Crude oil prices rose to near six-week highs on Monday as U.S. output remains slow to return two weeks after Hurricane Ida slammed into the Gulf Coast and worries another storm could affect output in Texas this week. This gives hope to Nigeria as its bulk of revenue comes from crude oil sales.
Those gains came even though the Organization of the Petroleum Exporting Countries trimmed its world oil demand forecast for the last quarter of 2021 due to the Delta coronavirus variant. OPEC said a further recovery would be delayed until next year when consumption will exceed pre-pandemic rates.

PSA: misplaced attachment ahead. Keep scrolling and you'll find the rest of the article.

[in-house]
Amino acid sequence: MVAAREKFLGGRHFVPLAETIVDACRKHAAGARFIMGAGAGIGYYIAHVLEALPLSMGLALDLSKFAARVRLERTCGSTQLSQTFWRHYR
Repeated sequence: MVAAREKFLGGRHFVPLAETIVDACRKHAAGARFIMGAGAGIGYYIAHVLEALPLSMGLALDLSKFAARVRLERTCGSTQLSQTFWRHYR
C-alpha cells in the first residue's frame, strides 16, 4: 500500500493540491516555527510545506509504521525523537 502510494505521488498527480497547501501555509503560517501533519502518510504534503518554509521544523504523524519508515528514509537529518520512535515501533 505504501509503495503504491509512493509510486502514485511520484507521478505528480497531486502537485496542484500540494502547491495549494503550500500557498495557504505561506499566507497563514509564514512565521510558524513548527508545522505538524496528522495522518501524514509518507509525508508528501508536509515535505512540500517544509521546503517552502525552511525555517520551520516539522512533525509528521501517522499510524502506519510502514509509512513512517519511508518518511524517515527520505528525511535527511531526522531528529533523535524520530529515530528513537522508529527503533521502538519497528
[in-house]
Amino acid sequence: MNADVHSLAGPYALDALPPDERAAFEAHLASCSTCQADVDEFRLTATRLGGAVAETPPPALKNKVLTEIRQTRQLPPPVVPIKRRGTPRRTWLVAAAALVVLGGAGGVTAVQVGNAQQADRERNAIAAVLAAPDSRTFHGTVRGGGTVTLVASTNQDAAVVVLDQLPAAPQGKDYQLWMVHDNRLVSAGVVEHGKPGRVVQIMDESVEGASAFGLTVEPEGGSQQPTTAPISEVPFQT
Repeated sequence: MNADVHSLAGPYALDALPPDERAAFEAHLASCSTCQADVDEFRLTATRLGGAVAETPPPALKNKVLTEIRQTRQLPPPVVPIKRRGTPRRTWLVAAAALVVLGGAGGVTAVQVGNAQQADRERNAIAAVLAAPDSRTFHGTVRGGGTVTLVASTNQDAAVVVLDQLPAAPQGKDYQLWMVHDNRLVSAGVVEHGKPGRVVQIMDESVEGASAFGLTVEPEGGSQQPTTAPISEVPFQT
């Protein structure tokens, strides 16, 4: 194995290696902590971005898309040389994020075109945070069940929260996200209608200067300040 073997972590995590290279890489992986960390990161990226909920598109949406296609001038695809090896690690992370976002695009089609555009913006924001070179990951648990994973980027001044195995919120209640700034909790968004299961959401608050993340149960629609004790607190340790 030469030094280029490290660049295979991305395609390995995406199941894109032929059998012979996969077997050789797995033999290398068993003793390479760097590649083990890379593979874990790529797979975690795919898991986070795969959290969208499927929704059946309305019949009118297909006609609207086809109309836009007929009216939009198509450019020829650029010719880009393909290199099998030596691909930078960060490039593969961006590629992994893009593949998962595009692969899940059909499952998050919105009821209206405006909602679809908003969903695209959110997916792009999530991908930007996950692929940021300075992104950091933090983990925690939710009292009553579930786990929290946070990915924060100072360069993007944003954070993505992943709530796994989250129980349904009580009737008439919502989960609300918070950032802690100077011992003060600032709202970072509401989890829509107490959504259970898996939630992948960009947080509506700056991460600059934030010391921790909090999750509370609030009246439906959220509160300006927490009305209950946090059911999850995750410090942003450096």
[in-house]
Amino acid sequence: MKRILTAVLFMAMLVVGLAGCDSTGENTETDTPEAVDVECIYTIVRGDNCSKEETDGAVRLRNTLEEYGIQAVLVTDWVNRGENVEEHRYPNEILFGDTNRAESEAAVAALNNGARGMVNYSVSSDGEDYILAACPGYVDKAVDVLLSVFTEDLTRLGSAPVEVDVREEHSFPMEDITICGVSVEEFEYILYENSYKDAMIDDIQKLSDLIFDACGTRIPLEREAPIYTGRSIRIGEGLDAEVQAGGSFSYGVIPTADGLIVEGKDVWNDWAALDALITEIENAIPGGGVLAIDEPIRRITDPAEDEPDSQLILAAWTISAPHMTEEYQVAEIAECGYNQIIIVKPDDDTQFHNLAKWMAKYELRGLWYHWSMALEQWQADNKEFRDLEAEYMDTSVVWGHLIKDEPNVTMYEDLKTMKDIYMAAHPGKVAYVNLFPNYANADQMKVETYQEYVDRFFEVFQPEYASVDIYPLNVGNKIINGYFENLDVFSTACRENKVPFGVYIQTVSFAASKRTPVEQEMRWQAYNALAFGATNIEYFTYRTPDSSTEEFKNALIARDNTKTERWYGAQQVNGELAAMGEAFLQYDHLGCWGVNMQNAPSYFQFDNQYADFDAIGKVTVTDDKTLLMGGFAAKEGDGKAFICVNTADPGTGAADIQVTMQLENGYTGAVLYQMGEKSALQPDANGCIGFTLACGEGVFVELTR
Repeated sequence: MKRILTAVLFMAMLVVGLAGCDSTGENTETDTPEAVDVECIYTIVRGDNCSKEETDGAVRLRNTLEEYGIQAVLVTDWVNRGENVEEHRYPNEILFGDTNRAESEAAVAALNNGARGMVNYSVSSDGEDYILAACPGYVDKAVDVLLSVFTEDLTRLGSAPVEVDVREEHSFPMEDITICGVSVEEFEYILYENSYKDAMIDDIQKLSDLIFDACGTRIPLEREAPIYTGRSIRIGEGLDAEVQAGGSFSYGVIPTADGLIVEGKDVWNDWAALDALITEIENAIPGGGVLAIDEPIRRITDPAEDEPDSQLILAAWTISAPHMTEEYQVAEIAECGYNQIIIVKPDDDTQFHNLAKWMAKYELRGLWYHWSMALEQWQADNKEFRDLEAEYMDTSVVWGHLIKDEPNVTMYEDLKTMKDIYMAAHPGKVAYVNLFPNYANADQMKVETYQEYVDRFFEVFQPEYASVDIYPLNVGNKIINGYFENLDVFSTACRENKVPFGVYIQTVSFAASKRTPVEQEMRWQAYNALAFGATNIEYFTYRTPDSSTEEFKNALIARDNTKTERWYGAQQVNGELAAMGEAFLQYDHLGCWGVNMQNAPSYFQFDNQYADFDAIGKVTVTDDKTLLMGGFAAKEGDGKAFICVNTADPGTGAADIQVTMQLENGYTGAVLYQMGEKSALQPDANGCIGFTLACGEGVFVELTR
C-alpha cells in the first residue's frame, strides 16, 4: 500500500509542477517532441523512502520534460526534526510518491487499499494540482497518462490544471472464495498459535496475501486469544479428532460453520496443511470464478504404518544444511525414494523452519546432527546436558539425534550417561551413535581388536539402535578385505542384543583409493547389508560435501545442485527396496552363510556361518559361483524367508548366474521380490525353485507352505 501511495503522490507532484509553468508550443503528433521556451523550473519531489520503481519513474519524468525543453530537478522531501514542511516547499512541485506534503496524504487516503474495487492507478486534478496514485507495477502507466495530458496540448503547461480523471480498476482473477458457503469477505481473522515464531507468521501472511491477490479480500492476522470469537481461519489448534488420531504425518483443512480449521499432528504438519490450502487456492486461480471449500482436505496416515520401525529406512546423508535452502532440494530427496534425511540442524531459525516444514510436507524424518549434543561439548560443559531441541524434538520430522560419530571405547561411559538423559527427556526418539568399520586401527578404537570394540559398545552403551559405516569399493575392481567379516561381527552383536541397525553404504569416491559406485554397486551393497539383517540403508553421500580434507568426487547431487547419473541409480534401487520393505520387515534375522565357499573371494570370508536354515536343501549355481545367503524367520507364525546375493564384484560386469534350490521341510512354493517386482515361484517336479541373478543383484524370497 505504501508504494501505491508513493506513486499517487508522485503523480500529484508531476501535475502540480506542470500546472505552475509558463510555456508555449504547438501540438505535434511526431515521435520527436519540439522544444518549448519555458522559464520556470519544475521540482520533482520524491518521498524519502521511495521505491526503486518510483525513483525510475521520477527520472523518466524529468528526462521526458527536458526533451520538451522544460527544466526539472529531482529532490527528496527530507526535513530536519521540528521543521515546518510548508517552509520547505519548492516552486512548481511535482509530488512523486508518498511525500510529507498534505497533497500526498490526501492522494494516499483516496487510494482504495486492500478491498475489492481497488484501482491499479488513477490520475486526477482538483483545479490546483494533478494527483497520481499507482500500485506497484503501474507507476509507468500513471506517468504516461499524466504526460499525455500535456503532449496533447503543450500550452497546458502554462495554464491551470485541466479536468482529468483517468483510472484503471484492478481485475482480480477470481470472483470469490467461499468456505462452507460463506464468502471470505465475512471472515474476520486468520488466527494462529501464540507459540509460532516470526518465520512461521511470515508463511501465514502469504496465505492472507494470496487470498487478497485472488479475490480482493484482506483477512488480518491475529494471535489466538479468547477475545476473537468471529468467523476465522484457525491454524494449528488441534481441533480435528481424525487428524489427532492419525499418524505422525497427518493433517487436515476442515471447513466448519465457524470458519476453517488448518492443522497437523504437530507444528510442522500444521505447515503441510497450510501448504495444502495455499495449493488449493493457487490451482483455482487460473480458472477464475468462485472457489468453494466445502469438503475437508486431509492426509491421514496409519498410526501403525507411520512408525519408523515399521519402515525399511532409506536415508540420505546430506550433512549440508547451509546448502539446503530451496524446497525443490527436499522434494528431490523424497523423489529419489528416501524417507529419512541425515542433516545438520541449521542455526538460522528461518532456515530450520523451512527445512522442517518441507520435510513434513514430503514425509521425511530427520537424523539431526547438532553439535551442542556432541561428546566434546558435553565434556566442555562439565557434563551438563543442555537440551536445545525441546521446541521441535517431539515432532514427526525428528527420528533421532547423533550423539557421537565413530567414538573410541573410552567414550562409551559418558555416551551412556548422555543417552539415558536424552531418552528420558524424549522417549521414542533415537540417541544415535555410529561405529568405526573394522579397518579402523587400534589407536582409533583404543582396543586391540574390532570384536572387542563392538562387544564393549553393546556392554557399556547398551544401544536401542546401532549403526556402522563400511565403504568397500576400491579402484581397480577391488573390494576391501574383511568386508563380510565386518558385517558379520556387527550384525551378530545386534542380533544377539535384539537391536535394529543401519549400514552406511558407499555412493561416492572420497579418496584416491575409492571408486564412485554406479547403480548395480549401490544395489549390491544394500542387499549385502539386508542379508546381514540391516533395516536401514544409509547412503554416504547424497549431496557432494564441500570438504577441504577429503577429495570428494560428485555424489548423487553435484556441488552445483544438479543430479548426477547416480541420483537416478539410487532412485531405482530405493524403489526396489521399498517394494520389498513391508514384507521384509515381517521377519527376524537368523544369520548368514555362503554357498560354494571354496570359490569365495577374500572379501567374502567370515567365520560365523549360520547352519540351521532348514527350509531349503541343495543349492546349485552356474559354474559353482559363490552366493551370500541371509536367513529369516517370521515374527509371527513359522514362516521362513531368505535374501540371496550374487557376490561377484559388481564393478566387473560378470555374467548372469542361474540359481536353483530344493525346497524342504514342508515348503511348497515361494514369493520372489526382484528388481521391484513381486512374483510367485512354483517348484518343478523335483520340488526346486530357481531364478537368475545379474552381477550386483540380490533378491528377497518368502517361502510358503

Brent futures rose 53 cents, or 0.7%, to $73.45 a barrel, while U.S. West Texas Intermediate crude rose 71 cents, or 1.0%, to $70.43. That puts Brent on track for its highest close since Aug. 3 and WTI on track for its highest close since July 30. “Hurricane Ida’s impact is lasting more than the market expected and as some oil production capacity remains shut this week, prices are rising on supply not being restored and therefore not reaching refineries that have restarted operations quicker than producers,” Nishant Bhushan, oil markets analyst at Rystad Energy.